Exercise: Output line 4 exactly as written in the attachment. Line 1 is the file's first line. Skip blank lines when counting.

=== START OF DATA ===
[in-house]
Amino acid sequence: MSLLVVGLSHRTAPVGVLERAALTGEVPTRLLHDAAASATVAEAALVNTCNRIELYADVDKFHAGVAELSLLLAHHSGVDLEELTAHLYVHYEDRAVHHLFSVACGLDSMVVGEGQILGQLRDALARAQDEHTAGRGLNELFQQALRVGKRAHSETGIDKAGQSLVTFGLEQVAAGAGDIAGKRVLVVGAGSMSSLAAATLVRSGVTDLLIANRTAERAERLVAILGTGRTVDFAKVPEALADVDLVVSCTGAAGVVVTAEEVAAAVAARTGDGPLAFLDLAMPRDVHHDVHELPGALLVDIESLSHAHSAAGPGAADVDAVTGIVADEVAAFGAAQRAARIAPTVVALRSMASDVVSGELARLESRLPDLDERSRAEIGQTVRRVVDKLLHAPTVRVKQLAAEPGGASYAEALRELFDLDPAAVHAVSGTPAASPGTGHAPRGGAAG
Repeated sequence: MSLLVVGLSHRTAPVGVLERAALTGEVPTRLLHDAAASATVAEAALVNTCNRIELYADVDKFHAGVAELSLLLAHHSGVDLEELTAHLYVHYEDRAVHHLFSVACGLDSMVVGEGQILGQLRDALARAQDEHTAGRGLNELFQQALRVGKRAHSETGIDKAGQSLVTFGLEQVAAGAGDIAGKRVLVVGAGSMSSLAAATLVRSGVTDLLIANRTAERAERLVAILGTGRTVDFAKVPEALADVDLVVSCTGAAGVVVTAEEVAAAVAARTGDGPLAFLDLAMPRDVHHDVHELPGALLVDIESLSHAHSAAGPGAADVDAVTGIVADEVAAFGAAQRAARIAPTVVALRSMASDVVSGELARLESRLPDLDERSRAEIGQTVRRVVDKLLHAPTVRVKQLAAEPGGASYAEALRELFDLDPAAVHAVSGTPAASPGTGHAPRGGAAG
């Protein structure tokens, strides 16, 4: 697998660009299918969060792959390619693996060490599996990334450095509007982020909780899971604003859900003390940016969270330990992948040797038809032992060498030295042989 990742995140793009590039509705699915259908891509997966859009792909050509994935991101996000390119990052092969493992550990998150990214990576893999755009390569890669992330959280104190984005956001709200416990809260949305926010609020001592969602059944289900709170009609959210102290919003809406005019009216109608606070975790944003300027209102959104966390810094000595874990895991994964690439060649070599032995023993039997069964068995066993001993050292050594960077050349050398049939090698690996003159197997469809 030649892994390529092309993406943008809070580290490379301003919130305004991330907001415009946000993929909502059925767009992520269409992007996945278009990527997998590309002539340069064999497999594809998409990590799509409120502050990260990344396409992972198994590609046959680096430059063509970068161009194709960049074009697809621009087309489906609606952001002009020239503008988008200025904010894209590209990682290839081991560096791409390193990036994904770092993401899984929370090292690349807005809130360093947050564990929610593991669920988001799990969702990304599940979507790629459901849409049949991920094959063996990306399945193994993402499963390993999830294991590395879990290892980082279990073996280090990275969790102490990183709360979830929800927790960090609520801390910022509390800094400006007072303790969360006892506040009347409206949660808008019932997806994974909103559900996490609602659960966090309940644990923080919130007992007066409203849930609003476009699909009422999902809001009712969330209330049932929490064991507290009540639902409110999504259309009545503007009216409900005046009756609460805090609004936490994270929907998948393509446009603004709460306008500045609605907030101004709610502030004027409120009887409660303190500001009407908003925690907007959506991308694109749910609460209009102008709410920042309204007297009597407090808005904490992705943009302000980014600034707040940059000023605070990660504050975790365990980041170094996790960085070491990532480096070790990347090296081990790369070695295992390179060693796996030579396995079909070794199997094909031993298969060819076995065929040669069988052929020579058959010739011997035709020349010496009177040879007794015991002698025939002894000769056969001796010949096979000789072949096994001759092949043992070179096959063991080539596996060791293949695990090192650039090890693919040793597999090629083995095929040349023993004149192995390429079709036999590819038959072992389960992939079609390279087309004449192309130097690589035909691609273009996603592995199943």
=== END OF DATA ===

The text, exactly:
């Protein structure tokens, strides 16, 4: 697998660009299918969060792959390619693996060490599996990334450095509007982020909780899971604003859900003390940016969270330990992948040797038809032992060498030295042989 990742995140793009590039509705699915259908891509997966859009792909050509994935991101996000390119990052092969493992550990998150990214990576893999755009390569890669992330959280104190984005956001709200416990809260949305926010609020001592969602059944289900709170009609959210102290919003809406005019009216109608606070975790944003300027209102959104966390810094000595874990895991994964690439060649070599032995023993039997069964068995066993001993050292050594960077050349050398049939090698690996003159197997469809 030649892994390529092309993406943008809070580290490379301003919130305004991330907001415009946000993929909502059925767009992520269409992007996945278009990527997998590309002539340069064999497999594809998409990590799509409120502050990260990344396409992972198994590609046959680096430059063509970068161009194709960049074009697809621009087309489906609606952001002009020239503008988008200025904010894209590209990682290839081991560096791409390193990036994904770092993401899984929370090292690349807005809130360093947050564990929610593991669920988001799990969702990304599940979507790629459901849409049949991920094959063996990306399945193994993402499963390993999830294991590395879990290892980082279990073996280090990275969790102490990183709360979830929800927790960090609520801390910022509390800094400006007072303790969360006892506040009347409206949660808008019932997806994974909103559900996490609602659960966090309940644990923080919130007992007066409203849930609003476009699909009422999902809001009712969330209330049932929490064991507290009540639902409110999504259309009545503007009216409900005046009756609460805090609004936490994270929907998948393509446009603004709460306008500045609605907030101004709610502030004027409120009887409660303190500001009407908003925690907007959506991308694109749910609460209009102008709410920042309204007297009597407090808005904490992705943009302000980014600034707040940059000023605070990660504050975790365990980041170094996790960085070491990532480096070790990347090296081990790369070695295992390179060693796996030579396995079909070794199997094909031993298969060819076995065929040669069988052929020579058959010739011997035709020349010496009177040879007794015991002698025939002894000769056969001796010949096979000789072949096994001759092949043992070179096959063991080539596996060791293949695990090192650039090890693919040793597999090629083995095929040349023993004149192995390429079709036999590819038959072992389960992939079609390279087309004449192309130097690589035909691609273009996603592995199943």